If your dreams of early retirement resemble leisurely days on the beach, catching up on your reading list, or picking up that side hobby you’ve always been meaning to start, know that it may be easier said than done — at least at first.Justin McCurry retired seven years ago, at 33, as a self-made millionaire. He and his wife spent 10 years growing their investment portfolio to $1.3 million, though she continued to bring in an income and didn’t fully retire until 2016. McCurry said they were able to build a solid nest egg because they had good jobs with benefits, employed smart tax strategies, maxed out their retirement savings accounts, invested, budgeted, and bought an affordable home during an auction. (He says their portfolio has since grown to over $1.7 million.)But life in early retirement brought a bit of a shock to McCurry, who runs the blog Root of Good, which brings in some monthly income for the couple. He previously told Business Insider that he wished he knew it would take him at least six months to calm down, relax, and slow down after retiring.”It took me at least that long to feel comfortable doing nothing,” said McCurry, who most recently worked as an engineering manager earning about $69,000 before retiring.
“I felt like I had to be productive for at least part of the day,” he said. “Eventually, I realized that this is the rest of my life — time to enjoy it! I upped the time I spent in my hammock, caught up on my Netflix queue, and read a bunch of books.”His days are a mix of fun, time outdoors, and ‘a small dose of work’To figure out how to fill up his free time (and help others do the same), McCurry created a weekly schedule for his early retirement. It’s evidence that early retirement can be just as diverse as the typical workweek, if not more so. No two days for McCurry are the same, and he’s found more time to indulge in things that make him happy.”Fortunately we live in the 21st century, a glorious time filled with entertainment overload, instant digital connections, and unlimited choices of pastimes (indoors and outside),” he wrote on his blog. “Each day typically has a mix of a lot of fun, a moderate dose of physical activity, and a small dose of work.”McCurry divides his days into five categories: work, meals, physical, fun, and social. On a weekly basis, he spends roughly 7 1/2 hours with family or friends, 13 hours working (whether it’s yard work or personal-finance chores), 18 hours doing some sort of physical activity, such as swimming, and 35 1/2 hours having fun, which could be planning vacations, reading, or blogging.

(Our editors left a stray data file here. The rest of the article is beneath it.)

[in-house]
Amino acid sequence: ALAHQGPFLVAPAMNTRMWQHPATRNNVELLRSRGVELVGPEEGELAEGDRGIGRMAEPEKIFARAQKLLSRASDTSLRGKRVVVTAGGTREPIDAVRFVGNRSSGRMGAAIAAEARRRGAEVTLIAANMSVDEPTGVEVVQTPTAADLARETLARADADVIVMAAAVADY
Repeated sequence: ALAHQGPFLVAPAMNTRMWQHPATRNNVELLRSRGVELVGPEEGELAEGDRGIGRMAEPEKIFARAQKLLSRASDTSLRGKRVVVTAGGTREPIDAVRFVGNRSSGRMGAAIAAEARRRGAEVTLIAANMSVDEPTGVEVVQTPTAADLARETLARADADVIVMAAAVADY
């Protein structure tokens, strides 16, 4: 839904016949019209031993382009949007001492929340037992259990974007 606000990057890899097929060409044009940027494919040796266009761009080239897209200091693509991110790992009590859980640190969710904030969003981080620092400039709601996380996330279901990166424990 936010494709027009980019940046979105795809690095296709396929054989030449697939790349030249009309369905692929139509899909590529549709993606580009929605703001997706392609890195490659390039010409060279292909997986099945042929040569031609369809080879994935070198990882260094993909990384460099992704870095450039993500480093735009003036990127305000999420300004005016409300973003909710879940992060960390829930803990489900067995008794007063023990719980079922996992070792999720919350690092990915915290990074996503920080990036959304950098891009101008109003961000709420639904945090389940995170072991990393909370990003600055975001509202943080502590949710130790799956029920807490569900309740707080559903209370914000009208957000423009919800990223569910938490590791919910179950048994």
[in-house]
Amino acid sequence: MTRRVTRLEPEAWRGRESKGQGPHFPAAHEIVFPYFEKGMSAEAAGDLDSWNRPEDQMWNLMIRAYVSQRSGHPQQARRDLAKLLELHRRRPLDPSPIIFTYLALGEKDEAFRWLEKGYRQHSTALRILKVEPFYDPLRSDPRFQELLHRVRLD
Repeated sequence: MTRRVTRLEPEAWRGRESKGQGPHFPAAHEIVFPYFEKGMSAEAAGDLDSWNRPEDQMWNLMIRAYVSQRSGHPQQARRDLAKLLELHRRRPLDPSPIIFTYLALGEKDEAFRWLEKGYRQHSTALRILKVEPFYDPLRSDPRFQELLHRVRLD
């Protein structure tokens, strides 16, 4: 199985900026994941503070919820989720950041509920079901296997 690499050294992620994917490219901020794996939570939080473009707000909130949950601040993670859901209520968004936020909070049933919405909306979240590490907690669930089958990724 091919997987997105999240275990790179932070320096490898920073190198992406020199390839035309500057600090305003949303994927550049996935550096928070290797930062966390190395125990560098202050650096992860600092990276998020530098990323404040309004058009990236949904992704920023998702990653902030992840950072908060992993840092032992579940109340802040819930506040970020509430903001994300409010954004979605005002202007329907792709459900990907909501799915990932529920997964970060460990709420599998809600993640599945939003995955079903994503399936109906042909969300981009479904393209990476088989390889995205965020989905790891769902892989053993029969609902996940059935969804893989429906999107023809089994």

“Early retirement is like a full-time job where tasks consist solely of having fun and socializing,” he wrote. “Everyone has their own definition of fun and their ideal level of socializing each week. I like a lot of solitary activities but also enjoy the company of other people.”Here’s an example of a Friday in which he was able to incorporate all five categories into his schedule:7:30 a.m.: Work — wake up and get ready8 a.m.: Physical — walk to school and drop off his kids8:30 a.m.: Physical — walk to the park9 a.m.: Work — teach ABC’s to his toddler9:30 a.m.: Social — play date with his toddlerNoon: Meals — lunch1 p.m.: Work — grocery shopping2 p.m.: Work — internet chores3 p.m.: Physical — walk to school to pick up the kids3:30 p.m.: Physical — adventure time, which can range from visiting the park to exploring a nature reserve6:30 p.m.: Meals — dinner7:30 p.m.: Fun — video games and Netflix”I realized I felt happy and fulfilled when I had a whole lot of leisure activities plus a small amount of ‘work’ and intellectual stimulation during the week,” he told Business Insider.McCurry says he tries to spread the work out — no more than an hour or two per day. He added that sometimes he gets passionate about an idea and spends a few days absorbed in a new project, such as learning Adobe Photoshop or foreign languages.
“So far I haven’t experienced any boredom in early retirement,” he wrote on his blog. “But if I do, my first action will be to search for new activities to jump into.”